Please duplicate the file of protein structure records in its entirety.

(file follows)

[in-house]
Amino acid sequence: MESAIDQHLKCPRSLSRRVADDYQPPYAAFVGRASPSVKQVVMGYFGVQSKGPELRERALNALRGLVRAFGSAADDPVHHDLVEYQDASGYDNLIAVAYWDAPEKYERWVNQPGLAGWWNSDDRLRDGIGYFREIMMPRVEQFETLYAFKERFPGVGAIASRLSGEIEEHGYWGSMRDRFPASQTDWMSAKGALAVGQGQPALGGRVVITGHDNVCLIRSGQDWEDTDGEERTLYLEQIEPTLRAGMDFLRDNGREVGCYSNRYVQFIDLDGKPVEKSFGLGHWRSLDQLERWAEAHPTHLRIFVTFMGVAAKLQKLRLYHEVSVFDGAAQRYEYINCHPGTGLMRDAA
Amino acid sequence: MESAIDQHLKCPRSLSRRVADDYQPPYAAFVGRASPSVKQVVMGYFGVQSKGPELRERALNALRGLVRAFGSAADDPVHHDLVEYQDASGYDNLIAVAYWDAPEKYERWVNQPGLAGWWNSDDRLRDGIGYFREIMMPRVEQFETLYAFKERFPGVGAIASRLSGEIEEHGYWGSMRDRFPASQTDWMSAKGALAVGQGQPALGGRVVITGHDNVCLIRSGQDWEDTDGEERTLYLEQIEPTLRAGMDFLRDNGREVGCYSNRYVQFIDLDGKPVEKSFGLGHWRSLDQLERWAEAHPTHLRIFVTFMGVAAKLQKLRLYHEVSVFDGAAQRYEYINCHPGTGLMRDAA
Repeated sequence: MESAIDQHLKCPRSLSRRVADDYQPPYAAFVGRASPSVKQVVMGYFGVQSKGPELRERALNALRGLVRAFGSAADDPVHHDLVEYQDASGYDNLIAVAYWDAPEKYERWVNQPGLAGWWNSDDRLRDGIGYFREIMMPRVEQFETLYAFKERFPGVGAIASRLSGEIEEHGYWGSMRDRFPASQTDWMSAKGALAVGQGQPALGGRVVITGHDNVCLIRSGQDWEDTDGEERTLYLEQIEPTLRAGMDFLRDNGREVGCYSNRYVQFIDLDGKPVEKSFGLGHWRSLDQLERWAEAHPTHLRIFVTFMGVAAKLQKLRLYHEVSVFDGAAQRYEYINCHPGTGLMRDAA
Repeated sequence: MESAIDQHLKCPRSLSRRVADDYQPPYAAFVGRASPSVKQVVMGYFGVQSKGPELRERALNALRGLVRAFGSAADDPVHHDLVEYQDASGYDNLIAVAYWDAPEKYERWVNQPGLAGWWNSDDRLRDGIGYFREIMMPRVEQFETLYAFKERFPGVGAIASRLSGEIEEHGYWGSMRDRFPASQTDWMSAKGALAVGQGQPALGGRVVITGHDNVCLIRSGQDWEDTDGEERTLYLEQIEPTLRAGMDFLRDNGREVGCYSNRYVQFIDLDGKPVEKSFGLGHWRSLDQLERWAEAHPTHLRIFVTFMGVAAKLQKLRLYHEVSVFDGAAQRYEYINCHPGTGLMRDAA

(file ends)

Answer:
[in-house]
Amino acid sequence: MESAIDQHLKCPRSLSRRVADDYQPPYAAFVGRASPSVKQVVMGYFGVQSKGPELRERALNALRGLVRAFGSAADDPVHHDLVEYQDASGYDNLIAVAYWDAPEKYERWVNQPGLAGWWNSDDRLRDGIGYFREIMMPRVEQFETLYAFKERFPGVGAIASRLSGEIEEHGYWGSMRDRFPASQTDWMSAKGALAVGQGQPALGGRVVITGHDNVCLIRSGQDWEDTDGEERTLYLEQIEPTLRAGMDFLRDNGREVGCYSNRYVQFIDLDGKPVEKSFGLGHWRSLDQLERWAEAHPTHLRIFVTFMGVAAKLQKLRLYHEVSVFDGAAQRYEYINCHPGTGLMRDAA
Amino acid sequence: MESAIDQHLKCPRSLSRRVADDYQPPYAAFVGRASPSVKQVVMGYFGVQSKGPELRERALNALRGLVRAFGSAADDPVHHDLVEYQDASGYDNLIAVAYWDAPEKYERWVNQPGLAGWWNSDDRLRDGIGYFREIMMPRVEQFETLYAFKERFPGVGAIASRLSGEIEEHGYWGSMRDRFPASQTDWMSAKGALAVGQGQPALGGRVVITGHDNVCLIRSGQDWEDTDGEERTLYLEQIEPTLRAGMDFLRDNGREVGCYSNRYVQFIDLDGKPVEKSFGLGHWRSLDQLERWAEAHPTHLRIFVTFMGVAAKLQKLRLYHEVSVFDGAAQRYEYINCHPGTGLMRDAA
Repeated sequence: MESAIDQHLKCPRSLSRRVADDYQPPYAAFVGRASPSVKQVVMGYFGVQSKGPELRERALNALRGLVRAFGSAADDPVHHDLVEYQDASGYDNLIAVAYWDAPEKYERWVNQPGLAGWWNSDDRLRDGIGYFREIMMPRVEQFETLYAFKERFPGVGAIASRLSGEIEEHGYWGSMRDRFPASQTDWMSAKGALAVGQGQPALGGRVVITGHDNVCLIRSGQDWEDTDGEERTLYLEQIEPTLRAGMDFLRDNGREVGCYSNRYVQFIDLDGKPVEKSFGLGHWRSLDQLERWAEAHPTHLRIFVTFMGVAAKLQKLRLYHEVSVFDGAAQRYEYINCHPGTGLMRDAA
Repeated sequence: MESAIDQHLKCPRSLSRRVADDYQPPYAAFVGRASPSVKQVVMGYFGVQSKGPELRERALNALRGLVRAFGSAADDPVHHDLVEYQDASGYDNLIAVAYWDAPEKYERWVNQPGLAGWWNSDDRLRDGIGYFREIMMPRVEQFETLYAFKERFPGVGAIASRLSGEIEEHGYWGSMRDRFPASQTDWMSAKGALAVGQGQPALGGRVVITGHDNVCLIRSGQDWEDTDGEERTLYLEQIEPTLRAGMDFLRDNGREVGCYSNRYVQFIDLDGKPVEKSFGLGHWRSLDQLERWAEAHPTHLRIFVTFMGVAAKLQKLRLYHEVSVFDGAAQRYEYINCHPGTGLMRDAA